Are you a confident decision-maker, always sure of your choices and usually pleased with your results? Or do you sometimes second-guess yourself, or feel worried and uncertain about big decisions? Or maybe you are among those who find making key decisions (or even more minor choices) utterly torturous, to the point of deciding-by-not-deciding (often a terrible mistake).
By definition, major life decisions are fraught with hope, desire, fears, expectation, and doubt, and if you are among the not-so-decisive deciders above, perhaps you’ve wished for some mechanism that would allow you to apply more objectivity and logic to the process.
The good news is that you are in luck! Exactly such a tool exists, and for free: the Decision Matrix [PDF]. An information design specialist has created an easily accessible explanation of the matrix and one real-life example of how to use it, plus printable forms. It’s the same type of decision matrix that big businesses, corporations, and financial institutions use to make critical decisions every day – you can use it on or off the job.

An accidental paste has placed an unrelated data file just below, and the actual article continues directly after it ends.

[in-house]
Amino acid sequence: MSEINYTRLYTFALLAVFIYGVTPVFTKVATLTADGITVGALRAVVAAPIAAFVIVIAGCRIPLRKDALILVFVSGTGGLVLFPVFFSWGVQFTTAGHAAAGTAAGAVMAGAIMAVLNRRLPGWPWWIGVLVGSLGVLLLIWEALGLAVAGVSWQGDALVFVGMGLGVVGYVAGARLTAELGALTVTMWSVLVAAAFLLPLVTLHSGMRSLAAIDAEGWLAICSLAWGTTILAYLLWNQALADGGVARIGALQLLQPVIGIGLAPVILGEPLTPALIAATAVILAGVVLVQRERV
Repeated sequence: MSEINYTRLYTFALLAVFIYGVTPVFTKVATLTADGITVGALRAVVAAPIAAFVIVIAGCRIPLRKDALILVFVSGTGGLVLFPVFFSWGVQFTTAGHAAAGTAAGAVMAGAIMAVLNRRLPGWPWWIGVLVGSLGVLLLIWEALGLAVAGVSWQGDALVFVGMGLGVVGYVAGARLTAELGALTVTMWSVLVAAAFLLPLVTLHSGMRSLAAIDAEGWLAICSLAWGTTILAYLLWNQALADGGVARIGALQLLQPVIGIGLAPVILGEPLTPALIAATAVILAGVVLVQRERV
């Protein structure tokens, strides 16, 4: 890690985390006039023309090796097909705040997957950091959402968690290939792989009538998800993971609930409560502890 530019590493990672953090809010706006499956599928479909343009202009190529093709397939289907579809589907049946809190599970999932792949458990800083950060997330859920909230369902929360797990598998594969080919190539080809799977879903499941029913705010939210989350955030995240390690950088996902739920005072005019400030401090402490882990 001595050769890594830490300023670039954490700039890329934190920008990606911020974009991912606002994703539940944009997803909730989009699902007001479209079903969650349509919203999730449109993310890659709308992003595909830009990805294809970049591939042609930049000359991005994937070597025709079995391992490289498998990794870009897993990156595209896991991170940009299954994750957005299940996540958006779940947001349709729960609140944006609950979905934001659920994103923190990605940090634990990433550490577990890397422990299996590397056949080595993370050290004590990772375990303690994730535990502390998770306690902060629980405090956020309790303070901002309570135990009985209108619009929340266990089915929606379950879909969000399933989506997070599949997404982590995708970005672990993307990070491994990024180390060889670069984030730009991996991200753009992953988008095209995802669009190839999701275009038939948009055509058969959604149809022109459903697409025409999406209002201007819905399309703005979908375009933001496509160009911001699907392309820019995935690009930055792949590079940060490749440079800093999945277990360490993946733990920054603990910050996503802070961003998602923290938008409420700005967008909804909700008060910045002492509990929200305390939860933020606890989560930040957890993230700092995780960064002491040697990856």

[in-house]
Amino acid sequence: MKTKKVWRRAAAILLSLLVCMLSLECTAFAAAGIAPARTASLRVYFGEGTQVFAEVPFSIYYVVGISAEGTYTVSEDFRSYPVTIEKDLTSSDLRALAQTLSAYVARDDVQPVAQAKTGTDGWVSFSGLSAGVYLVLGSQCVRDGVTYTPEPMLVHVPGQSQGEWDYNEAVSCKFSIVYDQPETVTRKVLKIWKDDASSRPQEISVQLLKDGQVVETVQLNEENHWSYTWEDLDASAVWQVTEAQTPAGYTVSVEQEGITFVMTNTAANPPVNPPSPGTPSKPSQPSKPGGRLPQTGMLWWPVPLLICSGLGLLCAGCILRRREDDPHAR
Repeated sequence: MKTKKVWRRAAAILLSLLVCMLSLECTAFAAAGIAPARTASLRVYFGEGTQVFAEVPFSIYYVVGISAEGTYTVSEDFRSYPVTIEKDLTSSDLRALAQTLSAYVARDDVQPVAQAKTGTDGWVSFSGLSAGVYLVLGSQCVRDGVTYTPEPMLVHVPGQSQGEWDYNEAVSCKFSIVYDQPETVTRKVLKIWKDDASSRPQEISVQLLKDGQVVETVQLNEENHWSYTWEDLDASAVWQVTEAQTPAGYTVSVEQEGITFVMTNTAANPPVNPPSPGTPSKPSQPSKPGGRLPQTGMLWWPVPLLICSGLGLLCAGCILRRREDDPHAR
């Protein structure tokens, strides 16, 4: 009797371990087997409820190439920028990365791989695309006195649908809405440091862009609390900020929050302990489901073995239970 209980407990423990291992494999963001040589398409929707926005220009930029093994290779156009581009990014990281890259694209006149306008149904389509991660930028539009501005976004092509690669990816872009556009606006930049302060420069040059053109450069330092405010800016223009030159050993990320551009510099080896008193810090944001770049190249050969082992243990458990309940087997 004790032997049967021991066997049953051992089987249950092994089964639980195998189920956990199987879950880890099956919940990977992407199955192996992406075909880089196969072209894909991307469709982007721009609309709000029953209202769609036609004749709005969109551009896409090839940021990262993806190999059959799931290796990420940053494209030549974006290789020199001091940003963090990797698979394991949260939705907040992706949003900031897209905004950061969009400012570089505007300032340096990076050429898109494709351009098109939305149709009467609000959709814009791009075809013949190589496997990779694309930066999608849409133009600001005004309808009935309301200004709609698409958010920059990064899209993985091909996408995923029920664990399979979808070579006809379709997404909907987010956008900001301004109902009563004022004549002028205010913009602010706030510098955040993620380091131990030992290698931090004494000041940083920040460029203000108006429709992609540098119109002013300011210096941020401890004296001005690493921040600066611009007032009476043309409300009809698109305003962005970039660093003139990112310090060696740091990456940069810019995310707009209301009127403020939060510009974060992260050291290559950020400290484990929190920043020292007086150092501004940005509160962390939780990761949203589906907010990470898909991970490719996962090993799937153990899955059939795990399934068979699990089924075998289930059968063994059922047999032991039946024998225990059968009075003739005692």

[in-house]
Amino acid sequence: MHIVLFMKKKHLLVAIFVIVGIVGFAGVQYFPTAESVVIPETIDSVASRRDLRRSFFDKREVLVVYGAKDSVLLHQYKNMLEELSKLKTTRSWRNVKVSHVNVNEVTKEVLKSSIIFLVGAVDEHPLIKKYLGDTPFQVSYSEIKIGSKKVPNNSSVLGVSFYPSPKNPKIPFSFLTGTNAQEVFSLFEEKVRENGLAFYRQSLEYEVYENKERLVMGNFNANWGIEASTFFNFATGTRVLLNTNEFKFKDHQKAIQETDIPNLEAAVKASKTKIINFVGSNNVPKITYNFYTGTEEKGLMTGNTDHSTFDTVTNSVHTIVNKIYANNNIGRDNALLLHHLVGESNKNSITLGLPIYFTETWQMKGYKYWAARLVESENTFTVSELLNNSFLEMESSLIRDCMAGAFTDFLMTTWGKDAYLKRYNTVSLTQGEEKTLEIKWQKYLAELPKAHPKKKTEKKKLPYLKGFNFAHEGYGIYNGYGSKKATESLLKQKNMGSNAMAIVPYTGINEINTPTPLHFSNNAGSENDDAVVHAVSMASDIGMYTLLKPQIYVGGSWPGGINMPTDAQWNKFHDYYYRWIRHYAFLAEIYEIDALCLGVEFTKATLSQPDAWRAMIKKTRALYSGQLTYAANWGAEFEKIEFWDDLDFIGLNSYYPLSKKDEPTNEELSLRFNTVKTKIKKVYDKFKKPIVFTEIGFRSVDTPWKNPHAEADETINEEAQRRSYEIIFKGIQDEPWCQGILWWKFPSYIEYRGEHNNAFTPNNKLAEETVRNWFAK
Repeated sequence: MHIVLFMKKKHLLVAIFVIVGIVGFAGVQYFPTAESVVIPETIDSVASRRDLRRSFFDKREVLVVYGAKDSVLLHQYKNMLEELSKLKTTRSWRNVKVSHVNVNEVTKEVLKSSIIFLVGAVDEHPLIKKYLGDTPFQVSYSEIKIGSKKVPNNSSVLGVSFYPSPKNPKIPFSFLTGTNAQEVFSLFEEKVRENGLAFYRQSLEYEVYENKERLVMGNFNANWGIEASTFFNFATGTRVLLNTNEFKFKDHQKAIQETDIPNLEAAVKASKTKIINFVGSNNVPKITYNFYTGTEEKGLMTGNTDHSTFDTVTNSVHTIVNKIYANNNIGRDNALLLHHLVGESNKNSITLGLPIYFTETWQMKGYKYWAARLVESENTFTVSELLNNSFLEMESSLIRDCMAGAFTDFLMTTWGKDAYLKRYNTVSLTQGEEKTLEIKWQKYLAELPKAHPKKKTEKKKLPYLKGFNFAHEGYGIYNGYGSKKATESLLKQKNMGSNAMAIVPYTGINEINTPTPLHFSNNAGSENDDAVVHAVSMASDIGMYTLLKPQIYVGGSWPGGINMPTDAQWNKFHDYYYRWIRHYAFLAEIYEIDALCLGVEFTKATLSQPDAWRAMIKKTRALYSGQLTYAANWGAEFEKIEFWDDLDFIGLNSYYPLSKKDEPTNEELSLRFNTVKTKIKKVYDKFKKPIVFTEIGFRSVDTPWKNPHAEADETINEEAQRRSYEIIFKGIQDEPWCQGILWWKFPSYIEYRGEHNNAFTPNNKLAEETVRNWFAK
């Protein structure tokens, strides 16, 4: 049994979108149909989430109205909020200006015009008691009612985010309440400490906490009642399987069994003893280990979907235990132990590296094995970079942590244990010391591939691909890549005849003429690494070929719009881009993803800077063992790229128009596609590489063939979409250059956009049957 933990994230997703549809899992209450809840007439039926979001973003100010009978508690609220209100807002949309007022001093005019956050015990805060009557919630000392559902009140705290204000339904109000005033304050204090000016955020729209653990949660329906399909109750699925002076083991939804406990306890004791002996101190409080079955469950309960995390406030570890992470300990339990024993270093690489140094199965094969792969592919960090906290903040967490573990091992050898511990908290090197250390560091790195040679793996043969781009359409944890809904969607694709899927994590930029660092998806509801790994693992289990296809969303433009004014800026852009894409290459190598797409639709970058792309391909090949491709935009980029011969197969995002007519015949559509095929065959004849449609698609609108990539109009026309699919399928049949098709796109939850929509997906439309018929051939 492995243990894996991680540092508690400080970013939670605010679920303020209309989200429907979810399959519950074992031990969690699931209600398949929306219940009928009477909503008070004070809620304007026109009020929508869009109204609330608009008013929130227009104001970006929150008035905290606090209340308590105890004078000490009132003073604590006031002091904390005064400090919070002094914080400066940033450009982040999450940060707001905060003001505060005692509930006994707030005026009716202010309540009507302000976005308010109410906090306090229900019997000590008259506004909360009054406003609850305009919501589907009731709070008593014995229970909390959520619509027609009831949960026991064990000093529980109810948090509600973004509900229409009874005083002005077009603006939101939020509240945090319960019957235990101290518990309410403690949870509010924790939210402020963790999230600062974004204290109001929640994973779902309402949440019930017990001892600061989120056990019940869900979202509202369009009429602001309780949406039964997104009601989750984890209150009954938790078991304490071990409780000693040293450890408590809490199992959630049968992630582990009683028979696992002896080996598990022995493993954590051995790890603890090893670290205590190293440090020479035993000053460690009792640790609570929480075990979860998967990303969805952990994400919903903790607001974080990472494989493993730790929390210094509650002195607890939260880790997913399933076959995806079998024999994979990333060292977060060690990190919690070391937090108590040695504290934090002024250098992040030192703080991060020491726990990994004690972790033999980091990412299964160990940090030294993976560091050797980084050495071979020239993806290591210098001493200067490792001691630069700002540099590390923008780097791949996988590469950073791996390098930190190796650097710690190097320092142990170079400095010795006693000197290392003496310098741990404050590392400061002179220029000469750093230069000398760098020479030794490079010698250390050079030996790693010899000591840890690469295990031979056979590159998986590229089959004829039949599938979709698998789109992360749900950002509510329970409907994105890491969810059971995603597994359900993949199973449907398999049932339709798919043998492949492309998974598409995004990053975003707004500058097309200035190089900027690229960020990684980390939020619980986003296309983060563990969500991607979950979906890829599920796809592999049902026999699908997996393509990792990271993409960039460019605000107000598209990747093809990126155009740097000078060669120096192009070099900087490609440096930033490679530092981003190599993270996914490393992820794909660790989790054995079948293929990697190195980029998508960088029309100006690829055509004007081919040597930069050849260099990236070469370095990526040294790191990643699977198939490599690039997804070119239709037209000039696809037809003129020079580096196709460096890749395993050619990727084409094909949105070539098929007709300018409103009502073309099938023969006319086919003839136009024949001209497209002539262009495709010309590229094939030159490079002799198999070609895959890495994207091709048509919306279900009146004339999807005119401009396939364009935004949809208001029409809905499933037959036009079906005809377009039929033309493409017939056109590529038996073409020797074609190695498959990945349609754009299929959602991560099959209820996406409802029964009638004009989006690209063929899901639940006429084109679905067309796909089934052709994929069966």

And the bad news? The bad news is that your decision matrix is only as good as the criteria (key characteristics) you apply and the research you put in to weigh them… but hey, we never said the big choices can be rendered dead easy — only that you can bring more clarity and objective light to the process.
Remember, this is only a tool. Even if your matrix gives you an answer you hate, it may have done it’s job by helping to clarify what you really want or need (or what you don’t!) as opposed to what you think you should do, or just feeling confused and uncertain about whole thing. If you get an answer that just feels wrong instead of enlightening, you can toss it out and forget it, or you can start again with a better idea of the weight and importance of certain key aspects of the decision, or by excluding options you now realize are unacceptable.You use the tool, the tool doesn’t use you!
Oh, and returning once again to the groups we mentioned in the first paragraph — the confident and successful decision-maker as opposed to the rest of us who are more likely to fret and dither? It is very likely that the bold, self-assured, decisive individual has a sort of “internal matrix” that helps him or her to evaluate choices naturally, and the process of applying the physical matrix and related techniques to our own decisions can help us to develop and exercise our own critical thinking and decision-making skills, even in instances where we don’t have the opportunity to physically chart them out.


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